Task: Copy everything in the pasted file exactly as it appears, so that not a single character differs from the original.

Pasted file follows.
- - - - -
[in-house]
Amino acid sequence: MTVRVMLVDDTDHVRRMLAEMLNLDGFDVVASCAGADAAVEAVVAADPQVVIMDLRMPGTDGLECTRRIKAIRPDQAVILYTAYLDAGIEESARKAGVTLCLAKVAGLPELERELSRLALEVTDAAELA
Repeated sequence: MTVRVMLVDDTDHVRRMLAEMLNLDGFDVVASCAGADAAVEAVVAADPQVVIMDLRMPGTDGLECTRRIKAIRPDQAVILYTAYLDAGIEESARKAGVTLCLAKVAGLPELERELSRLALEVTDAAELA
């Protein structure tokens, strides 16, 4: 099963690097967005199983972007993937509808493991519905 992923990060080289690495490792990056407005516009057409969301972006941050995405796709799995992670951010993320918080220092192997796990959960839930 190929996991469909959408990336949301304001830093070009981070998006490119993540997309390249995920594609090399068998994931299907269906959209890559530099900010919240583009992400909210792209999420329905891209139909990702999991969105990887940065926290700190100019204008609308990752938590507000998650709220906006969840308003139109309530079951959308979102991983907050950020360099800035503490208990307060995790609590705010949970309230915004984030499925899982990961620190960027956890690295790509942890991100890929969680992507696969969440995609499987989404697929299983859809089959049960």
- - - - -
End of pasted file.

[in-house]
Amino acid sequence: MTVRVMLVDDTDHVRRMLAEMLNLDGFDVVASCAGADAAVEAVVAADPQVVIMDLRMPGTDGLECTRRIKAIRPDQAVILYTAYLDAGIEESARKAGVTLCLAKVAGLPELERELSRLALEVTDAAELA
Repeated sequence: MTVRVMLVDDTDHVRRMLAEMLNLDGFDVVASCAGADAAVEAVVAADPQVVIMDLRMPGTDGLECTRRIKAIRPDQAVILYTAYLDAGIEESARKAGVTLCLAKVAGLPELERELSRLALEVTDAAELA
């Protein structure tokens, strides 16, 4: 099963690097967005199983972007993937509808493991519905 992923990060080289690495490792990056407005516009057409969301972006941050995405796709799995992670951010993320918080220092192997796990959960839930 190929996991469909959408990336949301304001830093070009981070998006490119993540997309390249995920594609090399068998994931299907269906959209890559530099900010919240583009992400909210792209999420329905891209139909990702999991969105990887940065926290700190100019204008609308990752938590507000998650709220906006969840308003139109309530079951959308979102991983907050950020360099800035503490208990307060995790609590705010949970309230915004984030499925899982990961620190960027956890690295790509942890991100890929969680992507696969969440995609499987989404697929299983859809089959049960």